The first two photos show the original spacer that I was using. It was 1" thick, with two 3/8" NPT tapped holes for the sensors. The second photo shows the how the original spacer was installed in the water crossover. The standard style thermostat just fit between the two sensor probes.
The third and fourth photos show the spacer I was able to find. It is 1 1/2" thick with the two sensor holes offset to one side. This placed the sensor probes far enough away from the thermostat body without interference. This spacer doesn't use O-rings, so regular thermostat housing gaskets were needed. The fifth photo shows the EMP Stewart high flow thermostat design. The last photo shows the finished installation. I actually needed to use three separate temperature sensors, one for the Autometer water temperature gauge, one for the fan controller and one for the fuel injection ECU.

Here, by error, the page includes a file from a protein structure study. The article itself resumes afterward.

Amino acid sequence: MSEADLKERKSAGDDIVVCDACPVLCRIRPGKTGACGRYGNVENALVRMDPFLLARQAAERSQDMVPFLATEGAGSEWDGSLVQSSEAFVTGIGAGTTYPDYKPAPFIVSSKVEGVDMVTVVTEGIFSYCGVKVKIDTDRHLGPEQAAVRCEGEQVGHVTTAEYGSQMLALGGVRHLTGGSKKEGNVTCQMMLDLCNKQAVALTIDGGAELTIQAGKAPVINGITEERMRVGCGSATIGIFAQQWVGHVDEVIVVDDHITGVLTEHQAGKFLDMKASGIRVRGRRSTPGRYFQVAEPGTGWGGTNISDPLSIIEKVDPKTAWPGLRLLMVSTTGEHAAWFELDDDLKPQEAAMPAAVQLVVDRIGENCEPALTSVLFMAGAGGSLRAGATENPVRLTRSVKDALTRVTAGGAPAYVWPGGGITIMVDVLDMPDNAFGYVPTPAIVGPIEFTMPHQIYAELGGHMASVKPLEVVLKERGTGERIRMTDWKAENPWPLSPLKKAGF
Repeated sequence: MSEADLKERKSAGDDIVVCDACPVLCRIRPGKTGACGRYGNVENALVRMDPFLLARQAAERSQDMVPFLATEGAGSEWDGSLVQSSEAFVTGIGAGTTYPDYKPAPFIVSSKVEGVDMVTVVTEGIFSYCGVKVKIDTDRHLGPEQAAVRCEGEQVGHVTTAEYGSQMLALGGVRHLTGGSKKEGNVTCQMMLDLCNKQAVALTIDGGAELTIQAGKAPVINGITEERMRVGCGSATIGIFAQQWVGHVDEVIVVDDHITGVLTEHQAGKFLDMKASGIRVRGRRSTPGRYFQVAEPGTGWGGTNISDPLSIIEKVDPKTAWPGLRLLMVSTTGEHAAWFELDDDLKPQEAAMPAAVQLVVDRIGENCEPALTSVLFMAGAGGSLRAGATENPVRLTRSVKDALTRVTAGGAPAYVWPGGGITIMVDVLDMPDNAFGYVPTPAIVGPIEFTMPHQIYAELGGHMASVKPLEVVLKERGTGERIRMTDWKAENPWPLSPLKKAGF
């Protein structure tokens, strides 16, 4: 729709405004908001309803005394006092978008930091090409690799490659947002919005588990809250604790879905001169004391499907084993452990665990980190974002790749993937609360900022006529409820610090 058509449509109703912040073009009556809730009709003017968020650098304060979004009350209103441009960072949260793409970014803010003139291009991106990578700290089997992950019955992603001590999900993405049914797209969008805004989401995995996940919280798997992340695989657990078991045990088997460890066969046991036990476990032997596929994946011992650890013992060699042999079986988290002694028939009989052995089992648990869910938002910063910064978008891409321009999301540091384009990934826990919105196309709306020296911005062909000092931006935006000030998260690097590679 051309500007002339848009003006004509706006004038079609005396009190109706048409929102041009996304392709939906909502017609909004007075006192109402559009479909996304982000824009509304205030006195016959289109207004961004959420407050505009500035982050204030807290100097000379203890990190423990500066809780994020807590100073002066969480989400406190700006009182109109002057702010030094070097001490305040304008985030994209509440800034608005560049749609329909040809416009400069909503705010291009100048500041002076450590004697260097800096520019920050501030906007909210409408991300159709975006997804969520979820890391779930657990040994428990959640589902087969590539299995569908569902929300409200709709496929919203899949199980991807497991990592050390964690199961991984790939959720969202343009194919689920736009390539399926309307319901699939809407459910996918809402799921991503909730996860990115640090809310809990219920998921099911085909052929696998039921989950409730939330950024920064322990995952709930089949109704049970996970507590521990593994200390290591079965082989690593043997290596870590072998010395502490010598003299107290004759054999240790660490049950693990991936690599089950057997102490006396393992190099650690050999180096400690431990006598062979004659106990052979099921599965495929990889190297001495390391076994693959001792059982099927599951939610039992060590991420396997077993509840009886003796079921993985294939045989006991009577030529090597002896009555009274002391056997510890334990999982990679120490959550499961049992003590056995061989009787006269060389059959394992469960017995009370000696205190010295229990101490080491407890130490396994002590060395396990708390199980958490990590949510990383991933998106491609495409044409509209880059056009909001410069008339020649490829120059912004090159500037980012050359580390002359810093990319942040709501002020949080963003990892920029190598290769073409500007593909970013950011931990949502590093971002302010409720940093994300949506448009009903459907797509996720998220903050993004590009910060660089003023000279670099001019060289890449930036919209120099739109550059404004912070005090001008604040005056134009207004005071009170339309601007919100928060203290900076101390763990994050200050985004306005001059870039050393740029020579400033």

The early Hemi is able to use a BBC water pump by use of adapters, instead of the original iron monster supplied by Chrysler. The first photo shows the aluminum Flowkooler short shaft water pump originally picked for the engine. The second photo is an early shot of the engine build showing the smoothed and painted pump bolted up to the block using the adapters. The pump worked well, never had any problems with it originally, but after a year on the road, the rear backing plate began to leak. I tried a new gasket, then two gaskets, then just RTV water pump sealant, but for whatever reason, I could never get the plate to stop leaking. I gave a call to Flowkooler and they were willing to rebuild the pump, including a new backing plate, but the price was almost the same as a new pump.